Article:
Striped Tigers

IMG_9269

Common and Crimson Rose, many Blues…had us watching, and clicking our cameras too.

IMG_9271
Xanthodes moth caterpillar

Mr. Yashwanth, who is doing research on insects under the guidance of Subbu, came up and met me and helped me with the id of the beautiful Salt-and-Pepper-Moth (Utetheisa lotrix, how am I going to remember that?).

IMG_9262

He advised us that the raptors would come in a while to sit on
the lake bed…but we were already feeing the warmth of the sun.The very early start and the need to walk far into the centre of the lake bed to see raptors (not to mention the fact that apart from Black and Brahminy Kites, we only saw two un-id raptors) resulted in our deciding to return.

We climbed back up to the bund of the lake, and there, shared some delicious snacks…such a lot of it that it made a solid breakfast for all of us!

IMG_9233
Aravind baked this delicious, moist cake

IMG_9281
Vidhya celebrated her star birthday with kEsari bAth and stuffed sandwiches.

All that is the good part of the morning…but I cannot refrain from mentioning the other side, too. There were SUVs,

IMG_9177

sedans,two-wheelers, a glider-flying group,a drone-flying group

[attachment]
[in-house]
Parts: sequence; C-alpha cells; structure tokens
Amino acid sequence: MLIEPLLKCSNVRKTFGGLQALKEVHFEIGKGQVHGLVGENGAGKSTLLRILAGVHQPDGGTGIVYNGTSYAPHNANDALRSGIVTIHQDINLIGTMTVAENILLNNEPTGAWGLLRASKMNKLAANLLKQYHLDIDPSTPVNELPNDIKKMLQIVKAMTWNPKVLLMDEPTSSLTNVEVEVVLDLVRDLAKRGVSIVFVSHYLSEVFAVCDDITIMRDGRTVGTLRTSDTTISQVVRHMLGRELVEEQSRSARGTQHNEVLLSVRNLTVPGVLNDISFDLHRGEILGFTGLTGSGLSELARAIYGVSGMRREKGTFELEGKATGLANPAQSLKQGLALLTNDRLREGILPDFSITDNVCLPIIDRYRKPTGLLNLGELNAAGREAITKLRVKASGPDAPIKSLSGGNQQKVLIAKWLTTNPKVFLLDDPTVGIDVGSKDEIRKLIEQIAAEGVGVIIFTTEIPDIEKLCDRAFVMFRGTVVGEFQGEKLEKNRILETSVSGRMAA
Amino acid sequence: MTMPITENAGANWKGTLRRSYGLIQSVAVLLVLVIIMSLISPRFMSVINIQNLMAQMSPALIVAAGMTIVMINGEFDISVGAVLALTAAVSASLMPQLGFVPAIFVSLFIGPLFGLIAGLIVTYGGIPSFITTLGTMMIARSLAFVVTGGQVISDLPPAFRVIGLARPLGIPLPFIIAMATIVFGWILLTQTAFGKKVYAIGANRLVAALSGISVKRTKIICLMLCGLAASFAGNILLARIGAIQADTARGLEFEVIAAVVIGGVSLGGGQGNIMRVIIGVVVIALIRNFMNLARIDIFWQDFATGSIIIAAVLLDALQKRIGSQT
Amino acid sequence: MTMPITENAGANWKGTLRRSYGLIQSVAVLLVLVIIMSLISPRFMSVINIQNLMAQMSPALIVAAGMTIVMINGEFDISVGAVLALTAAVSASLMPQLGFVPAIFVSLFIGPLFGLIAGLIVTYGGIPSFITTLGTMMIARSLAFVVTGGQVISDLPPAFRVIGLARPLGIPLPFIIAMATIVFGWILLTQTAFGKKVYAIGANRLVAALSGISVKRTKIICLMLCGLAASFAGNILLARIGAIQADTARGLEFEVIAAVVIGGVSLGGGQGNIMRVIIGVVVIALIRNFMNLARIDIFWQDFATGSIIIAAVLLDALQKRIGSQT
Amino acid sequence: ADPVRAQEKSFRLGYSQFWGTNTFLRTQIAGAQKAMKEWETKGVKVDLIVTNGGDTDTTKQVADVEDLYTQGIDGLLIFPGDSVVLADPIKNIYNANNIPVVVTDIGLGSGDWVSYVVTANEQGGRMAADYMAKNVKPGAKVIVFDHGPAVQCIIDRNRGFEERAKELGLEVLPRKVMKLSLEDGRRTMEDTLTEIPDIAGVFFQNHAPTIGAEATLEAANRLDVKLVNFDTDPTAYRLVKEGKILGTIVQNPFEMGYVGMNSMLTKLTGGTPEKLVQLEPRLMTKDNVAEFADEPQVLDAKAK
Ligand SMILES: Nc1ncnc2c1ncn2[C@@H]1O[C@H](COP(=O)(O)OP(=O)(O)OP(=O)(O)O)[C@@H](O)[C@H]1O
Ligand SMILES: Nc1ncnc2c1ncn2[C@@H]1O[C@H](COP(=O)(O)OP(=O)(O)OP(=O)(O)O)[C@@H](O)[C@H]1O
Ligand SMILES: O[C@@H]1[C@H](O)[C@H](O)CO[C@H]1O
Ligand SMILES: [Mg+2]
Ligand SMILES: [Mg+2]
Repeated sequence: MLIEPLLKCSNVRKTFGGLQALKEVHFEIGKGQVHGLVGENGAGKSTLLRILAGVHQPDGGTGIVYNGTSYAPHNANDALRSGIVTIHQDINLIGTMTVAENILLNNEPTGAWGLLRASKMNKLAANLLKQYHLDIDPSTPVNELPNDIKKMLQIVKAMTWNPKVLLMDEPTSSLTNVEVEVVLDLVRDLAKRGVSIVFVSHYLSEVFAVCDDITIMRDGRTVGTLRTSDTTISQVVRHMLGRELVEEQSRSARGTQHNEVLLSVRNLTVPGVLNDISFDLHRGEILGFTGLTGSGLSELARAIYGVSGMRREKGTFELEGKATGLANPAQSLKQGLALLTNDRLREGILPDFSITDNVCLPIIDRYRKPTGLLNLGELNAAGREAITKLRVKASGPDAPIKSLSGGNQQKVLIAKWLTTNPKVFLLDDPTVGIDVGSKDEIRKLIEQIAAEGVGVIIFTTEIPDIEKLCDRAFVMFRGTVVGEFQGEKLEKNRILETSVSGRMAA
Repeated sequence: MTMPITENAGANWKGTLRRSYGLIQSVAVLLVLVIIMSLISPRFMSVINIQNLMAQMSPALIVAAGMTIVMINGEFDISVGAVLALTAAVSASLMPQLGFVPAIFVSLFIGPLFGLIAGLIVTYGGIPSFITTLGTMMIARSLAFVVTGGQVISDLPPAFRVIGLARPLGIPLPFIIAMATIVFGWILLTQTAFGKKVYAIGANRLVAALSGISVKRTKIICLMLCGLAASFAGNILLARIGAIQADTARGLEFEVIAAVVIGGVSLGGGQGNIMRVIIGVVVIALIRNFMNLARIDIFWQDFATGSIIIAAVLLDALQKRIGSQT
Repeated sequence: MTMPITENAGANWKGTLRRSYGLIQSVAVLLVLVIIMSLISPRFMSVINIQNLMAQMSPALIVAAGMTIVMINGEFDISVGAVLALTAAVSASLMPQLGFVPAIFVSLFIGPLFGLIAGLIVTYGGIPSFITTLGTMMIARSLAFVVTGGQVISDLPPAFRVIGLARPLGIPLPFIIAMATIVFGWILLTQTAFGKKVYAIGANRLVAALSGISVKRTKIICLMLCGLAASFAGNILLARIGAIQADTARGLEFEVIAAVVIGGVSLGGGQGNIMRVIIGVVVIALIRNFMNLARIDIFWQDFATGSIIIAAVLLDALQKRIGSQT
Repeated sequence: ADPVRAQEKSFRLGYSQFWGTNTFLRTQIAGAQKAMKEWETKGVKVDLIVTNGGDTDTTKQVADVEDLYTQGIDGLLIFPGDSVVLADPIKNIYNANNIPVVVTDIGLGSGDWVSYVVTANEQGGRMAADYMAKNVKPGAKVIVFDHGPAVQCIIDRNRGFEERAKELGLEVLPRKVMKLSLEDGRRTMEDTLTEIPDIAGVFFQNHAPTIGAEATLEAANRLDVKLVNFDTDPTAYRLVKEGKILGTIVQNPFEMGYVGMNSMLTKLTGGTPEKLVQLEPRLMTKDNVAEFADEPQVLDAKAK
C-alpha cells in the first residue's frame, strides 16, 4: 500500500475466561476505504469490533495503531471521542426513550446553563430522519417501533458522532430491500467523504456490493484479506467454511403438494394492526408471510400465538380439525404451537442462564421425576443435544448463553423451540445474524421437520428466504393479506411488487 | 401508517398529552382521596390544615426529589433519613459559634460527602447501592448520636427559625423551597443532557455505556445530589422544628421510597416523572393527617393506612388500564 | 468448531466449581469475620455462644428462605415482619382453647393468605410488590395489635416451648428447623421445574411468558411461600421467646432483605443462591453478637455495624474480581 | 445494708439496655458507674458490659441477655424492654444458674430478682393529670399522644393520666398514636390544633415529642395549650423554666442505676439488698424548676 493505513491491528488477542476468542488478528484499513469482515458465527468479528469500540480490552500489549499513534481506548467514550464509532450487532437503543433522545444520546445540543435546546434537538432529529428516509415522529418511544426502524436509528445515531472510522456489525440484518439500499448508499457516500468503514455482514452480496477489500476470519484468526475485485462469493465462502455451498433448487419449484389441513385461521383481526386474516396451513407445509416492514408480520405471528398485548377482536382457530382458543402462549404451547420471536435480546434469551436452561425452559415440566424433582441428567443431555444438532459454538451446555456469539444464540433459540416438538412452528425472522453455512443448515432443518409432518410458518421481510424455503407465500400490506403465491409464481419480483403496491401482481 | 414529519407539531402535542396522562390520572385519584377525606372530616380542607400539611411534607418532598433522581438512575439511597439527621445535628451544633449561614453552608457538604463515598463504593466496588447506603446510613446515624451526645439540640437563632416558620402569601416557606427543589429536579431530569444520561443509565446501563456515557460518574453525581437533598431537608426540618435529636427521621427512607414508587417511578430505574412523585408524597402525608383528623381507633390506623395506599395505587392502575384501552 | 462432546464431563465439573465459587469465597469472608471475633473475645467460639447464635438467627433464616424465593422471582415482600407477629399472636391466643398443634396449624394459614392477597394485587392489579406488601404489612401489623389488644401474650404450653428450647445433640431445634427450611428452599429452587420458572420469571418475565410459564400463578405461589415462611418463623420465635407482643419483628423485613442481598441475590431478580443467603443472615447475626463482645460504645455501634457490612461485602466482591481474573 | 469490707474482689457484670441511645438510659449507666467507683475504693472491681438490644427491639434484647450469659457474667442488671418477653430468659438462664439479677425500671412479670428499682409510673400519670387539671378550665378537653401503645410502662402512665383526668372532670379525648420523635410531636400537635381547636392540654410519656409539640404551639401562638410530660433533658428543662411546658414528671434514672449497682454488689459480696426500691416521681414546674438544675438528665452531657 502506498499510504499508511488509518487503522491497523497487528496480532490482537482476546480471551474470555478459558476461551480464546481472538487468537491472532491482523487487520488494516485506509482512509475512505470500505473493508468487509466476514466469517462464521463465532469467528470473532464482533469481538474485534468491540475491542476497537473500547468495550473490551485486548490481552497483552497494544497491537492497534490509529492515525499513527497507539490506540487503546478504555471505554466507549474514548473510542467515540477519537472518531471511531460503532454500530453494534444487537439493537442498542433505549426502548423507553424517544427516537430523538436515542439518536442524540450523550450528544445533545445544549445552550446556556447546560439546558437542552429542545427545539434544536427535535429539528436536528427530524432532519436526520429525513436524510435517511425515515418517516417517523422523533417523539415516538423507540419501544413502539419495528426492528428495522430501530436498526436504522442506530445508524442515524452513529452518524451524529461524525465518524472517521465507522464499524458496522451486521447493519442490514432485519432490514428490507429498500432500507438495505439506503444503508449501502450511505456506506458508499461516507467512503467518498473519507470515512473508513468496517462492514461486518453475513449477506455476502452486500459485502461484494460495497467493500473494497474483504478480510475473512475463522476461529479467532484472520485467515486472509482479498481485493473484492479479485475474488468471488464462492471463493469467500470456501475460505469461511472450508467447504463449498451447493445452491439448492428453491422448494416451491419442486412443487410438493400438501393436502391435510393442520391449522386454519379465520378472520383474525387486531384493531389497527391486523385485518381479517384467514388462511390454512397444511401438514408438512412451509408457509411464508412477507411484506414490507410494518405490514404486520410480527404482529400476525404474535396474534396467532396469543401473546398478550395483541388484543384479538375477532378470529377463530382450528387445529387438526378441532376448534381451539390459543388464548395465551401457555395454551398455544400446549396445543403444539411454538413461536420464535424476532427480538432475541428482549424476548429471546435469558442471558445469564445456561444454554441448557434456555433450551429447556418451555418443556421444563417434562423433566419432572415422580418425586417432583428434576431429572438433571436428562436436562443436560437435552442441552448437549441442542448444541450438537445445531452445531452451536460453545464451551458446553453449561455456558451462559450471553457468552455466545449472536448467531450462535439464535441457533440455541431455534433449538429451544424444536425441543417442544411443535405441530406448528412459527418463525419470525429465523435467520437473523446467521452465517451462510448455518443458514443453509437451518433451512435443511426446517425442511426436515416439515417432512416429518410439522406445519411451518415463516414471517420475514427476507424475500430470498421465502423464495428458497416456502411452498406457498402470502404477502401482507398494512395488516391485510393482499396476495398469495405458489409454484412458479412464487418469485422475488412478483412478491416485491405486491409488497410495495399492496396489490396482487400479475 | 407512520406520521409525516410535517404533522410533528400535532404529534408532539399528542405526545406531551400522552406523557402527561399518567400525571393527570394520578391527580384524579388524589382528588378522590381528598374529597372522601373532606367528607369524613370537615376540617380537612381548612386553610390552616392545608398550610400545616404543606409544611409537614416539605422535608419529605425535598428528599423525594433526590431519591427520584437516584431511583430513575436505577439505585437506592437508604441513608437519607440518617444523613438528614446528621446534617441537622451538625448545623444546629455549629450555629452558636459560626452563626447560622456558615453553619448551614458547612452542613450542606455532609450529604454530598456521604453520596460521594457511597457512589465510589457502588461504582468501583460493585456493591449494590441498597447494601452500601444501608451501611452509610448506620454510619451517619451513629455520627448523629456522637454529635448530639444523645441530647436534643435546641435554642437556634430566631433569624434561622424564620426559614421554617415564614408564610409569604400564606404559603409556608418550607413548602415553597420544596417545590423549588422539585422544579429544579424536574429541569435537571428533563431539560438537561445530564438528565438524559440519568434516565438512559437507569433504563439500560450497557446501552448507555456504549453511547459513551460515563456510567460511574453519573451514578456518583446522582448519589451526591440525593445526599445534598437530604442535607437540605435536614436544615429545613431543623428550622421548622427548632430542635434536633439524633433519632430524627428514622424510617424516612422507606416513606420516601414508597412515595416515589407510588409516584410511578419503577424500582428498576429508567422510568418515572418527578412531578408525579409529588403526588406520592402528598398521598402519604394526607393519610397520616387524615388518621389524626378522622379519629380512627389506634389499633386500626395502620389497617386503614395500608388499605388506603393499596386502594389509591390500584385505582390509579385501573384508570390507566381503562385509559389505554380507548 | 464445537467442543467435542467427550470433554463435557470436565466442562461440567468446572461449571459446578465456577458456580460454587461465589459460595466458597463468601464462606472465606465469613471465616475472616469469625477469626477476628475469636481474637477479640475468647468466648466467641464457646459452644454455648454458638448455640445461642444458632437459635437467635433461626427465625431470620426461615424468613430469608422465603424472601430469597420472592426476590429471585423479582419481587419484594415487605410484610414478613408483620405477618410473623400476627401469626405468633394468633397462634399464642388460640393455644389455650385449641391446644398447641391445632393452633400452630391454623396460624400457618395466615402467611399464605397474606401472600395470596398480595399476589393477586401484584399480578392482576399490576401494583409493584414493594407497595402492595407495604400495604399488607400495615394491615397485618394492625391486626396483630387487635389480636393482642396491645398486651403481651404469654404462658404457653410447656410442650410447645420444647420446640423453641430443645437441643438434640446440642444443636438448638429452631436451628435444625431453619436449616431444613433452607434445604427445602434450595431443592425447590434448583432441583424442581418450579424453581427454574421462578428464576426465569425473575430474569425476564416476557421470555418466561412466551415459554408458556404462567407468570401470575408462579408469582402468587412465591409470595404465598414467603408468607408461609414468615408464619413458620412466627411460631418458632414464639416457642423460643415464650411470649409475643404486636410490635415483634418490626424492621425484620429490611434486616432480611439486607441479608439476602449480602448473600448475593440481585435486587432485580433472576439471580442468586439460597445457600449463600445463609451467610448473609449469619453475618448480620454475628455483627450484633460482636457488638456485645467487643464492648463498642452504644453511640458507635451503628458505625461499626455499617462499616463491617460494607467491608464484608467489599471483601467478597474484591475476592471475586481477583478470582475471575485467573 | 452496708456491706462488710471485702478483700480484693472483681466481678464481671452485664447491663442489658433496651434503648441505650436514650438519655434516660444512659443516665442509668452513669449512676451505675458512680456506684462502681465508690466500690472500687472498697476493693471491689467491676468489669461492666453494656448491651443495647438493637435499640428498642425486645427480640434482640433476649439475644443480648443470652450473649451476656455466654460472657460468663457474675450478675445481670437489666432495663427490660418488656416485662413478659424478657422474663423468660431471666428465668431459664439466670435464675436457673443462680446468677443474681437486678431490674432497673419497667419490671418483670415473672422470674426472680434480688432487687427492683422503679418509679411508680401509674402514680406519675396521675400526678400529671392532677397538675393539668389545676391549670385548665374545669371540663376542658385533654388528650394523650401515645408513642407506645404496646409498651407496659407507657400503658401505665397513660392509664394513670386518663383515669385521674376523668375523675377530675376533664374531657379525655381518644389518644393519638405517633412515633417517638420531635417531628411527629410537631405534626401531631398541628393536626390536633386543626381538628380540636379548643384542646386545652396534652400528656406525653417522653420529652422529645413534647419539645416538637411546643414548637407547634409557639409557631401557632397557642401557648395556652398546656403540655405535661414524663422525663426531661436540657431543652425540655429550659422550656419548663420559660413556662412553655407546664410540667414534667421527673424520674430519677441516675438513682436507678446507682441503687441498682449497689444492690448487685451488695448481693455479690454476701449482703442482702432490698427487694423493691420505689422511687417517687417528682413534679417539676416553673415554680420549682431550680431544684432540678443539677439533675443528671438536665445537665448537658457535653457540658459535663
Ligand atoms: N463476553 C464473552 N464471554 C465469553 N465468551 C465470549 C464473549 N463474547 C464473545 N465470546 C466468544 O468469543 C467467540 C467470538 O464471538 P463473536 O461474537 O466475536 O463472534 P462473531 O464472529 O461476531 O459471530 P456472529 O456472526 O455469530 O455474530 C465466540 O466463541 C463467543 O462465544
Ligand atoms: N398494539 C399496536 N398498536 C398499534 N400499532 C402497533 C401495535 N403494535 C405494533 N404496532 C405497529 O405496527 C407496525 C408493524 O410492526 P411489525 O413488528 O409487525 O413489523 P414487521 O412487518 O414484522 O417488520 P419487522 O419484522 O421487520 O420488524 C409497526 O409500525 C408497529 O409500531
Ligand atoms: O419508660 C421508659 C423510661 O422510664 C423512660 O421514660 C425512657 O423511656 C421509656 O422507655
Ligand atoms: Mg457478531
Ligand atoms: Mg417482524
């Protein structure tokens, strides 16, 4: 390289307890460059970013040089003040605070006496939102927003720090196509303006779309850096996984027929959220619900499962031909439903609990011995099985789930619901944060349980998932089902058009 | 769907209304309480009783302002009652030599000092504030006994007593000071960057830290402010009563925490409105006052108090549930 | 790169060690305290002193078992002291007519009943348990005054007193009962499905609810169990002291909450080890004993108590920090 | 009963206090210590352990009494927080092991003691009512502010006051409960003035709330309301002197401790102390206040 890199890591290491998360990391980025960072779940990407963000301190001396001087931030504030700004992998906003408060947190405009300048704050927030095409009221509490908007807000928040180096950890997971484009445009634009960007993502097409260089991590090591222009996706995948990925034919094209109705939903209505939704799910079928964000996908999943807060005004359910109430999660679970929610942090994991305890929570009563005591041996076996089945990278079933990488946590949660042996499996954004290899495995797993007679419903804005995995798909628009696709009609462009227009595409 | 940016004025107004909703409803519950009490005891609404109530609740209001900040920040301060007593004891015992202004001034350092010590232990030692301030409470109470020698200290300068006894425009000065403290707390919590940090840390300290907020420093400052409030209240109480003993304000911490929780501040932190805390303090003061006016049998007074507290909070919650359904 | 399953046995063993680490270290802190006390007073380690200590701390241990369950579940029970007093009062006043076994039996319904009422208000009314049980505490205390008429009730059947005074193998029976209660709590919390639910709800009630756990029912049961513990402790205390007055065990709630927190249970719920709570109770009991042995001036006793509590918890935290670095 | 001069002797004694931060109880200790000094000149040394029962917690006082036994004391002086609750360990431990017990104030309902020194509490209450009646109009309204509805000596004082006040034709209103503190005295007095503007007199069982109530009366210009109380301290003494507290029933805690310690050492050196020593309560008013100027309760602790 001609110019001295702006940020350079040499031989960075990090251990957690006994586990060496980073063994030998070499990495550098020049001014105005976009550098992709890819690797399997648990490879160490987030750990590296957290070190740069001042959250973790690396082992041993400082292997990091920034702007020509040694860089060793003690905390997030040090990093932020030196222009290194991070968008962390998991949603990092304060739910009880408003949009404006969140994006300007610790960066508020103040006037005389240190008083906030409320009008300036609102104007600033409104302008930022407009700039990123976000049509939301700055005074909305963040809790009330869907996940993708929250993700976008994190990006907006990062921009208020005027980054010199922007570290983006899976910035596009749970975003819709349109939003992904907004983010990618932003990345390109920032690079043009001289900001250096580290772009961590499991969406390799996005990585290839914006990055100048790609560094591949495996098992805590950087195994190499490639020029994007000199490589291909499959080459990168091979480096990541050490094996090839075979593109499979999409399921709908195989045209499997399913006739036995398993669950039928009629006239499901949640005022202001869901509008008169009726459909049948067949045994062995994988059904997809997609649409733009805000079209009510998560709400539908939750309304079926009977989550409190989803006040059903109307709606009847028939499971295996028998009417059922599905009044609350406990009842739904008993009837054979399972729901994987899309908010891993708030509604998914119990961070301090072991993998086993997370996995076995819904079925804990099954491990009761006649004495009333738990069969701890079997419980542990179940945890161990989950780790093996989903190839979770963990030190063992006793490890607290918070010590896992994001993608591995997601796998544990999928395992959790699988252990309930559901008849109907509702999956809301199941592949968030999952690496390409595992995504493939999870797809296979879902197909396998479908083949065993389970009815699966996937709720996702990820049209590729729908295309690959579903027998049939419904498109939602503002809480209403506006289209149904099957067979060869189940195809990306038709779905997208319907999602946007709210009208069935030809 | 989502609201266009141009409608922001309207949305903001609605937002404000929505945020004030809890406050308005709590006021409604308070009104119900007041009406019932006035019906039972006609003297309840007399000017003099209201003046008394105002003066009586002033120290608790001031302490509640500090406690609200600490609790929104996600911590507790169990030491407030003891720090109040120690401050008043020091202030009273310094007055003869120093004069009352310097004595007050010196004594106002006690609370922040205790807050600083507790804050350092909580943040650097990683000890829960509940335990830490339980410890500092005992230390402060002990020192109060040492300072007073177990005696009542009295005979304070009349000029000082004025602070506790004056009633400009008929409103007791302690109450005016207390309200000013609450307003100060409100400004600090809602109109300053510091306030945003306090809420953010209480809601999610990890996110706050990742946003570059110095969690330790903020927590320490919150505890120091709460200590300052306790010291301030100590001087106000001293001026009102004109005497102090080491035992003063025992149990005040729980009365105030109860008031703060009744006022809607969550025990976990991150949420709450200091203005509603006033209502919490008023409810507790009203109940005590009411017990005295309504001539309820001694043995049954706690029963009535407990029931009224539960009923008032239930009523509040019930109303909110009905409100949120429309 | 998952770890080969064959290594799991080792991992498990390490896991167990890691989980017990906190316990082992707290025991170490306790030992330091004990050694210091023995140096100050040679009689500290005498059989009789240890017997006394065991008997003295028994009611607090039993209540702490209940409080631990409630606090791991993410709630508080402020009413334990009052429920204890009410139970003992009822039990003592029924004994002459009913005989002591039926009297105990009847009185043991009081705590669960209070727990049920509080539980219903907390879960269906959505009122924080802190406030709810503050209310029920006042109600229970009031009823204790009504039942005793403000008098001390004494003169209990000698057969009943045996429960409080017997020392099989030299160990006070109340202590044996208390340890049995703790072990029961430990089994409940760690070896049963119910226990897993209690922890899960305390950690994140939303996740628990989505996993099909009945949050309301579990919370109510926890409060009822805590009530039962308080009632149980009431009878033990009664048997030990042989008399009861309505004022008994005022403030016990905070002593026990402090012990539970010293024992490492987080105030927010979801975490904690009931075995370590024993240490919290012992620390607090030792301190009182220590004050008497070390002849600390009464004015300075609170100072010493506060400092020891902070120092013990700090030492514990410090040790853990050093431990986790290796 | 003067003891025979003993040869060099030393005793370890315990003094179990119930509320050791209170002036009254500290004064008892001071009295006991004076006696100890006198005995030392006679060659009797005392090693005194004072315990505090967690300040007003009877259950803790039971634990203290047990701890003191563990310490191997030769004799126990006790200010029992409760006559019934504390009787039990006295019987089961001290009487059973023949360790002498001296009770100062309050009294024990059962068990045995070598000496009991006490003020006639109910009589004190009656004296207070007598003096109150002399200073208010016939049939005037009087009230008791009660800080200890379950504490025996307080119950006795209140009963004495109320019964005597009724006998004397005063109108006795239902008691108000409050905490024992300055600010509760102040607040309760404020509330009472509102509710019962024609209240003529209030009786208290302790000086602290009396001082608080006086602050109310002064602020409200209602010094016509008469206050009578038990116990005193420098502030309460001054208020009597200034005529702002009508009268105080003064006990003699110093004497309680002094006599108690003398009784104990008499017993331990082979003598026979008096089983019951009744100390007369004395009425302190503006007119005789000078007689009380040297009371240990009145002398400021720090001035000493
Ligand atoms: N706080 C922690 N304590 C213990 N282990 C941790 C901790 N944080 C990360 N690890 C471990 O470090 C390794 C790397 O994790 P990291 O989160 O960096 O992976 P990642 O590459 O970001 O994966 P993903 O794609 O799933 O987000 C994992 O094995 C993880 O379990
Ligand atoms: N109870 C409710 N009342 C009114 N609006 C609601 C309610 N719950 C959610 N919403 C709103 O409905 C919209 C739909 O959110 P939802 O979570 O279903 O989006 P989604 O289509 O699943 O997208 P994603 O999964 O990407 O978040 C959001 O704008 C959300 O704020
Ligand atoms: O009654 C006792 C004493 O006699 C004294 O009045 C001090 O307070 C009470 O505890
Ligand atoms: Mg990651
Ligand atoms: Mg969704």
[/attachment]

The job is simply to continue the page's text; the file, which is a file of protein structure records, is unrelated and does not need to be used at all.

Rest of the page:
IMG_9193

all on the lake bed, which seems to be a very popular location now. People walking on the lake bed cannot be as bad a problem as cars driving all over it…but there seems to be no restriction on vehicle movement.

The expansion of the Durgamba temple

IMG_9251

also means a stall selling agarbathies, oil packets, and other snacks, resulting in a lot of plastic litter.

IMG_9274

It seems to be an accepted practice with any temple on the bund of a lake to throw all the litter down the embankment; I’ve found the same thing at Hennagara kere, too. Does a god or goddess not venture beyond the railings of the temple He or She resides in? Certainly, devotees seem to think so.

Since the kumbhabhishekam and the traditional re-opening of the temple after the renovation has not yet been done, the idols of every god had their faces covered up…

IMG_9273

I felt that not even our gods and goddesses want to look upon what we have done to Hessarghatta kere!

Oh well, one takes the bad with the good, and on the whole, it was a very enjoyable morning. It’s my usual grouse that The Experts never join us for the 3rd and 4th Sunday outings, and it was a pleasant change to have India’s biggest contributor for natural history to Wikipaedia, joining us!

The eBird list for today, put up by Harshith, is

here

My photographs are on my FB album

here

Cheers, Deepa.

IMG_9225

Yediyur kere, 250317

March 25, 2017

Email to the bngbirds egroup:

Hi everyone,

I am not immune to FB posts, so when there was a sudden rush of bird sightings from Yediyur kere, I realized that I’d not visited for many years. When Padma and Ramaswamy suggested going there this morning, I was very happy to join them.